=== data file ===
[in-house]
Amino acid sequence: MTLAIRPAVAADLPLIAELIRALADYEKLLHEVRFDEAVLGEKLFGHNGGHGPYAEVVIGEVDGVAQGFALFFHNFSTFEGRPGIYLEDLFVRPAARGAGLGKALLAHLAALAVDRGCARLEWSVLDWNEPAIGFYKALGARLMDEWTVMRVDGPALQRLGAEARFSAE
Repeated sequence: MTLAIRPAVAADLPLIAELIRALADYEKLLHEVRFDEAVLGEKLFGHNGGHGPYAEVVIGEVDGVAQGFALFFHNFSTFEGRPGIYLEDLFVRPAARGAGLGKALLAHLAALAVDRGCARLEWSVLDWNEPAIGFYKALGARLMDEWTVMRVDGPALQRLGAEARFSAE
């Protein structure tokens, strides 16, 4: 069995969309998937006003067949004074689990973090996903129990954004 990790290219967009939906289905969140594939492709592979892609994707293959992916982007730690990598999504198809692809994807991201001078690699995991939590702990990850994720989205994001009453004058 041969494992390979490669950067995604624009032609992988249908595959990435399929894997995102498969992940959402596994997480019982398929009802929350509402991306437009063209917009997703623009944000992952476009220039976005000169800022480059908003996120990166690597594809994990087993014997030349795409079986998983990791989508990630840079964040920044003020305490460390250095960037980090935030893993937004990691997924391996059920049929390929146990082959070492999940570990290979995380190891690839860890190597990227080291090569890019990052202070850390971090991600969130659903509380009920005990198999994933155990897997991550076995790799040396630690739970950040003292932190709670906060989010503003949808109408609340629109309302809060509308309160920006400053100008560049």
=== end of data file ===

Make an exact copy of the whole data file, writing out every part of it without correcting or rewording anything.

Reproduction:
[in-house]
Amino acid sequence: MTLAIRPAVAADLPLIAELIRALADYEKLLHEVRFDEAVLGEKLFGHNGGHGPYAEVVIGEVDGVAQGFALFFHNFSTFEGRPGIYLEDLFVRPAARGAGLGKALLAHLAALAVDRGCARLEWSVLDWNEPAIGFYKALGARLMDEWTVMRVDGPALQRLGAEARFSAE
Repeated sequence: MTLAIRPAVAADLPLIAELIRALADYEKLLHEVRFDEAVLGEKLFGHNGGHGPYAEVVIGEVDGVAQGFALFFHNFSTFEGRPGIYLEDLFVRPAARGAGLGKALLAHLAALAVDRGCARLEWSVLDWNEPAIGFYKALGARLMDEWTVMRVDGPALQRLGAEARFSAE
């Protein structure tokens, strides 16, 4: 069995969309998937006003067949004074689990973090996903129990954004 990790290219967009939906289905969140594939492709592979892609994707293959992916982007730690990598999504198809692809994807991201001078690699995991939590702990990850994720989205994001009453004058 041969494992390979490669950067995604624009032609992988249908595959990435399929894997995102498969992940959402596994997480019982398929009802929350509402991306437009063209917009997703623009944000992952476009220039976005000169800022480059908003996120990166690597594809994990087993014997030349795409079986998983990791989508990630840079964040920044003020305490460390250095960037980090935030893993937004990691997924391996059920049929390929146990082959070492999940570990290979995380190891690839860890190597990227080291090569890019990052202070850390971090991600969130659903509380009920005990198999994933155990897997991550076995790799040396630690739970950040003292932190709670906060989010503003949808109408609340629109309302809060509308309160920006400053100008560049």